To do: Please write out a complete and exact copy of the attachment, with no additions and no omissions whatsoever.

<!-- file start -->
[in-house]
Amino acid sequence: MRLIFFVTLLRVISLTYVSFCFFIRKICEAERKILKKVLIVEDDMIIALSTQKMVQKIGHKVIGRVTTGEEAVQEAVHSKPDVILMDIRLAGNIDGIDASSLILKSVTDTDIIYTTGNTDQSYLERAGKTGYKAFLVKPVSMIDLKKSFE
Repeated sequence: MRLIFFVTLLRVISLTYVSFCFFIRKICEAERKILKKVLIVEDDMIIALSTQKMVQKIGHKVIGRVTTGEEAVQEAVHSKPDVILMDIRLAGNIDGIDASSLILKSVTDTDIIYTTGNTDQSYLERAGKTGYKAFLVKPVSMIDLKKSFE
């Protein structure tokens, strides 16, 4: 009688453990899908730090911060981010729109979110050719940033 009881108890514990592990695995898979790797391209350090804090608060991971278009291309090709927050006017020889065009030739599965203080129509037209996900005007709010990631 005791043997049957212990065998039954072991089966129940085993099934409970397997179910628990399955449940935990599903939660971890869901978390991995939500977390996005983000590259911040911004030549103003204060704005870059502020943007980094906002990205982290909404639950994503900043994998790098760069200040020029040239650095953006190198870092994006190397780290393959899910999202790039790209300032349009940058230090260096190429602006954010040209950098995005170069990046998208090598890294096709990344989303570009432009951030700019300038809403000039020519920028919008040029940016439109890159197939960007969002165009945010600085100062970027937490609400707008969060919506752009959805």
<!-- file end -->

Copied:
[in-house]
Amino acid sequence: MRLIFFVTLLRVISLTYVSFCFFIRKICEAERKILKKVLIVEDDMIIALSTQKMVQKIGHKVIGRVTTGEEAVQEAVHSKPDVILMDIRLAGNIDGIDASSLILKSVTDTDIIYTTGNTDQSYLERAGKTGYKAFLVKPVSMIDLKKSFE
Repeated sequence: MRLIFFVTLLRVISLTYVSFCFFIRKICEAERKILKKVLIVEDDMIIALSTQKMVQKIGHKVIGRVTTGEEAVQEAVHSKPDVILMDIRLAGNIDGIDASSLILKSVTDTDIIYTTGNTDQSYLERAGKTGYKAFLVKPVSMIDLKKSFE
């Protein structure tokens, strides 16, 4: 009688453990899908730090911060981010729109979110050719940033 009881108890514990592990695995898979790797391209350090804090608060991971278009291309090709927050006017020889065009030739599965203080129509037209996900005007709010990631 005791043997049957212990065998039954072991089966129940085993099934409970397997179910628990399955449940935990599903939660971890869901978390991995939500977390996005983000590259911040911004030549103003204060704005870059502020943007980094906002990205982290909404639950994503900043994998790098760069200040020029040239650095953006190198870092994006190397780290393959899910999202790039790209300032349009940058230090260096190429602006954010040209950098995005170069990046998208090598890294096709990344989303570009432009951030700019300038809403000039020519920028919008040029940016439109890159197939960007969002165009945010600085100062970027937490609400707008969060919506752009959805």